In June 2015, I had what some people might regard as an odd anniversary. It was my 21 year “diabetiversary” – marking 21 years since I was diagnosed with type 2 diabetes. About a year before that diagnosis, I had gone to a family planning clinic in California (Planned Parenthood) to get a prescription for birth control pills since I was a newlywed who had no immediate plans for pregnancy. At the time, I was given an Oral Glucose Tolerance Test, that “fun” test that nearly every pregnant woman remembers not so fondly: rapidly consuming a sickly sweet, cola-like drink and then having blood drawn afterwards. I was told that I had “borderline diabetes,” or in other words, prediabetes. I sat in my car, mad at myself, and unsure what to do next, with little advice other than “lose weight.” So I changed nothing, continued to gain weight, smoke cigarettes, and do little-to-no physical activity.
After another women’s health-related visit I was diagnosed with diabetes in June of 1994, at the age of 25. I burst into tears. The first question to come out of my mouth was, “will I be able to have children?” My health care provider was surprised at my intense reaction to the diagnosis, and reassured me that it was possible for me to manage my diabetes and have a healthy pregnancy, when I was ready. That time didn’t come for another 10 years, when, thanks to a great team of health professionals, healthy eating and physical activity, and frequent, regular blood sugar testing and insulin injections, I gave birth to my kiddo, who was a healthy, full-term, baby just under seven pounds.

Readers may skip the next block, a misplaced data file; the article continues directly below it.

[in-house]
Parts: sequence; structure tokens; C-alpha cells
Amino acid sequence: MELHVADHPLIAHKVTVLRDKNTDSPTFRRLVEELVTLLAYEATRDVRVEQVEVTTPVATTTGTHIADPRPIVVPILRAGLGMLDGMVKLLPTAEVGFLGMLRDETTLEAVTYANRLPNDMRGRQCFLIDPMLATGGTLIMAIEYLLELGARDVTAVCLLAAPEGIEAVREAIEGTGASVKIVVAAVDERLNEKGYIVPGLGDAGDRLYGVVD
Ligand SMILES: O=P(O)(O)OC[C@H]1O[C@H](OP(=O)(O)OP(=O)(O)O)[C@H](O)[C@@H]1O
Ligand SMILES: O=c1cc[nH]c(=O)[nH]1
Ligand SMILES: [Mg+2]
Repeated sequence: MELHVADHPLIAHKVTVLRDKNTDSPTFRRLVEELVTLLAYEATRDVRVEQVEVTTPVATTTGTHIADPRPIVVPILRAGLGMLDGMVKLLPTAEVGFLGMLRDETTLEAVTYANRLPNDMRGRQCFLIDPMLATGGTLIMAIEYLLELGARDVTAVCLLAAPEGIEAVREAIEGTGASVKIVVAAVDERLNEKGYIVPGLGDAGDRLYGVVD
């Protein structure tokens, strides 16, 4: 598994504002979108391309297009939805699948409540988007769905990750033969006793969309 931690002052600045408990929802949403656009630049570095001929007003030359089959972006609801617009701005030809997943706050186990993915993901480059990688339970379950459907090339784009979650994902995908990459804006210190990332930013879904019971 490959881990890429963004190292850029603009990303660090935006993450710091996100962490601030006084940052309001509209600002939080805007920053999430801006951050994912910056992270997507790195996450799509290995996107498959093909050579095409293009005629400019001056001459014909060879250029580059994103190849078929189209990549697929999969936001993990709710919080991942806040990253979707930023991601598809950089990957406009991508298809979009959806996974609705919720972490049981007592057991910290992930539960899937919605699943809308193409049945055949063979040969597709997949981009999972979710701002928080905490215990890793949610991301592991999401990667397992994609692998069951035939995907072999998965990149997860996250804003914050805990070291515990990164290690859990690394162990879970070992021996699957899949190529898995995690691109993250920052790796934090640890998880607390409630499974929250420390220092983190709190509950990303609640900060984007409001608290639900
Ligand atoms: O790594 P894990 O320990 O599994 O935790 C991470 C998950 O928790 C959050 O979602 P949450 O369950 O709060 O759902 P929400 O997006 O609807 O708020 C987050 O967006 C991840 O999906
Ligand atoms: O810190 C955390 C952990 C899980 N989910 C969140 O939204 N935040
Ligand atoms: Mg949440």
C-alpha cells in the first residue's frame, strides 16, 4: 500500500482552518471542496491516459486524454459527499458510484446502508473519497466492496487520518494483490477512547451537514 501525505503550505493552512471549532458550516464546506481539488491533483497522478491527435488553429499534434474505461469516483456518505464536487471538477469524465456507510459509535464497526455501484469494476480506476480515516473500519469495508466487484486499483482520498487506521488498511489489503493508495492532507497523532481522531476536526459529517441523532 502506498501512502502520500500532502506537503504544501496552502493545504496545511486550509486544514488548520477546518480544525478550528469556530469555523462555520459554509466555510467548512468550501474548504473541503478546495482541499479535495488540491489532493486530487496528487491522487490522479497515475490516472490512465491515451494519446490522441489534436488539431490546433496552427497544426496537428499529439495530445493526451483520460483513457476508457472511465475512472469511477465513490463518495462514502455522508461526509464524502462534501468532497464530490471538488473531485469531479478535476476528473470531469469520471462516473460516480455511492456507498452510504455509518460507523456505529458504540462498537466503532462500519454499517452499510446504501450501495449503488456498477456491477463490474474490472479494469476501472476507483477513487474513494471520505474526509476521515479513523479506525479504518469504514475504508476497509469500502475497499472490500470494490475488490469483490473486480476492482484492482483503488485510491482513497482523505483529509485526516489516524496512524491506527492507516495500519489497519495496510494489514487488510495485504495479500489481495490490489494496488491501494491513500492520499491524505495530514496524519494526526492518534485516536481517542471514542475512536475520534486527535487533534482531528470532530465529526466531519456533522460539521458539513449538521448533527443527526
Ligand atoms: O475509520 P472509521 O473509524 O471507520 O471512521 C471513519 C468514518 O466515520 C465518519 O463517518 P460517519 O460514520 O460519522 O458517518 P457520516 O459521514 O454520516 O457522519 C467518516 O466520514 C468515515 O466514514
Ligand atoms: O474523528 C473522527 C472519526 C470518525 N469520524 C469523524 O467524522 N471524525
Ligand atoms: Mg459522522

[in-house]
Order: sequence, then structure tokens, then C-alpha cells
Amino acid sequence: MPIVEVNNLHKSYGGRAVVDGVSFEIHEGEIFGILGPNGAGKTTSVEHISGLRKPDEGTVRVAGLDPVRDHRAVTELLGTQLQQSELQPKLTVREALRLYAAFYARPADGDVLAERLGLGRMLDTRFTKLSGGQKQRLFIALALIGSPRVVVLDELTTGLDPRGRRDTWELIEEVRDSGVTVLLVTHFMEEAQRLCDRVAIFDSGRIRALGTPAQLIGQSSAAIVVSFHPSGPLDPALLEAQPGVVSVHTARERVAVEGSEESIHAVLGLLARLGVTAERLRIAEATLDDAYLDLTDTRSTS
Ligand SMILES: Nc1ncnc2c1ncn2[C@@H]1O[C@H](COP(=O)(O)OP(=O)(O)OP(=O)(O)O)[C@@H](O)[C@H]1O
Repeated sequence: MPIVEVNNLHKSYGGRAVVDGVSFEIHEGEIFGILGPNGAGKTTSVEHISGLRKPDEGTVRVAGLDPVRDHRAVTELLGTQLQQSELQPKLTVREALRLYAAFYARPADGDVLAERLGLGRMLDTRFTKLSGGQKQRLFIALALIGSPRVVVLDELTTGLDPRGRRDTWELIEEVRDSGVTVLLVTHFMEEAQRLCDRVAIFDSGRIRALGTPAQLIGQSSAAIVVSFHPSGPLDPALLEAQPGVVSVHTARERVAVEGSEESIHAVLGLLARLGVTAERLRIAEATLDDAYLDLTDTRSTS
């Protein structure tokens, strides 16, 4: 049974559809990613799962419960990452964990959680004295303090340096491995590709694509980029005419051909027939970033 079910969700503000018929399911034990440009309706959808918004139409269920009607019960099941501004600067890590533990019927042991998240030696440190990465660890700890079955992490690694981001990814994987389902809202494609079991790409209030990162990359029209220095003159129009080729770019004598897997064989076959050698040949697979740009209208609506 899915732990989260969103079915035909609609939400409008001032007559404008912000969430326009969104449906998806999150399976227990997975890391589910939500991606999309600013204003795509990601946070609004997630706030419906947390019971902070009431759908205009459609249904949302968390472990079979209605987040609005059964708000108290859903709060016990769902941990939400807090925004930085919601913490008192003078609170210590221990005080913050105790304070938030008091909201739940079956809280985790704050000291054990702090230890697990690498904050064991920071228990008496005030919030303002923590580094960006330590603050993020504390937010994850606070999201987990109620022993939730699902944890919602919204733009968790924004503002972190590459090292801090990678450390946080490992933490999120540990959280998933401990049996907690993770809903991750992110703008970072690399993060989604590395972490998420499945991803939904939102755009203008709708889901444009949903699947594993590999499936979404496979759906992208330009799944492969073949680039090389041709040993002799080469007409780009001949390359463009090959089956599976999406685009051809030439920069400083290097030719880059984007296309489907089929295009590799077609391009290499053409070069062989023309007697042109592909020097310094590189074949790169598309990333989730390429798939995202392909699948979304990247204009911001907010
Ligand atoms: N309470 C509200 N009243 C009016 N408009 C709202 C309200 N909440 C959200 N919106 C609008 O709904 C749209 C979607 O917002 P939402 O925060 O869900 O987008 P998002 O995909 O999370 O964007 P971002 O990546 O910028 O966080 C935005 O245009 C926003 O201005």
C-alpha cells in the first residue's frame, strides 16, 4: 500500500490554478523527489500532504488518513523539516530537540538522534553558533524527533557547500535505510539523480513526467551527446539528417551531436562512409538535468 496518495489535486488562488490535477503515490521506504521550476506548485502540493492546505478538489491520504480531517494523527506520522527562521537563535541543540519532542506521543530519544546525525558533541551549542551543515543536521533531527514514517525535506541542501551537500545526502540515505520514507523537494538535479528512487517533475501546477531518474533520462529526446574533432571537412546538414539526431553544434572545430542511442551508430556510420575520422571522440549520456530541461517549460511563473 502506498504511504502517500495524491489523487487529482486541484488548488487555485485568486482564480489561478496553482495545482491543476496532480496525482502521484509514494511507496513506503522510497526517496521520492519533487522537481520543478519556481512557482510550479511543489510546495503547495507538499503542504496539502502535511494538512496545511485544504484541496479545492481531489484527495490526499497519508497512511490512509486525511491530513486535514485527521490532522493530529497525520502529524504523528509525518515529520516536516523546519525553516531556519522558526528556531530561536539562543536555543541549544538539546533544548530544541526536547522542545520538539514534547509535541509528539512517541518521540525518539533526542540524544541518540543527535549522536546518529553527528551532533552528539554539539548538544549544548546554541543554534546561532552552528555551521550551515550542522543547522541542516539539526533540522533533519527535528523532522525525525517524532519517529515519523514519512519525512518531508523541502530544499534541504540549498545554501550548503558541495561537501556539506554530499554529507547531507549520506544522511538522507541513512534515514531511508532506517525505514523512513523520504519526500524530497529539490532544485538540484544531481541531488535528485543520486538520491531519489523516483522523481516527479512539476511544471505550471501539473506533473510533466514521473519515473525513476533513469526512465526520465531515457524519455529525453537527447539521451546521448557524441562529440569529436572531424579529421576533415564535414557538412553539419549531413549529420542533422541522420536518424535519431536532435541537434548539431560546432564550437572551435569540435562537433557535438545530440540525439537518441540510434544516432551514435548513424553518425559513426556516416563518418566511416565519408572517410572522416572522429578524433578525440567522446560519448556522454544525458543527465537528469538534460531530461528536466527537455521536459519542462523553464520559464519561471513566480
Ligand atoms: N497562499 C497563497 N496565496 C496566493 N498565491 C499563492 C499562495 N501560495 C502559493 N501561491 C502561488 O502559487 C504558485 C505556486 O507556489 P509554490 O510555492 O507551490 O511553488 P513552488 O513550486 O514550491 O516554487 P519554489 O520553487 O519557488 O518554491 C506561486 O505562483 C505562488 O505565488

These days, I’m a busy, working, single mom with 20 years of diabetes self-management experience under my belt. I focus on eating plenty of vegetables, and using the savings I anticipate from my Smart Health incentive, tracking my physical activity on my personal wearable activity tracker. Sometimes I wonder what I would have done with the extra time, money, and brain-space I used to address and self-manage diabetes in these past 20 years if I’d been able to prevent or at least delay the onset of type 2 diabetes. I don’t blame myself, or anyone else that has developed type 2 diabetes, and I understand that there’s no known way to prevent or delay type 1 diabetes. But I wonder, if I had been able to participate in a Diabetes Prevention Program back then, would I have more time and resources now? (State Employees and spouses enrolled in PEBB can get more information about Diabetes Prevention Program classes with no out-of-pocket costs).
I encourage anyone who finds out they have prediabetes to look into the Diabetes Prevention Program. Getting screened for diabetes is easy, and in many cases, covered by insurance as part of your preventive health care. And for people like me who work every day to keep blood sugar, blood pressure, and other measures in the ideal range, I encourage you to seek out the help you need – supportive health care providers (including diabetes educators and mental health professionals), friends, mobile apps, walks, cups of hot tea, and deep breathing exercises – whatever keeps you on track and helps you stay afloat. Having diabetes isn’t easy, and it’s yet another twist in life’s winding path. but I have found it is manageable, and I’m able to say that 21 years since I was diagnosed, I’m lucky to not yet have any diabetes-related complications.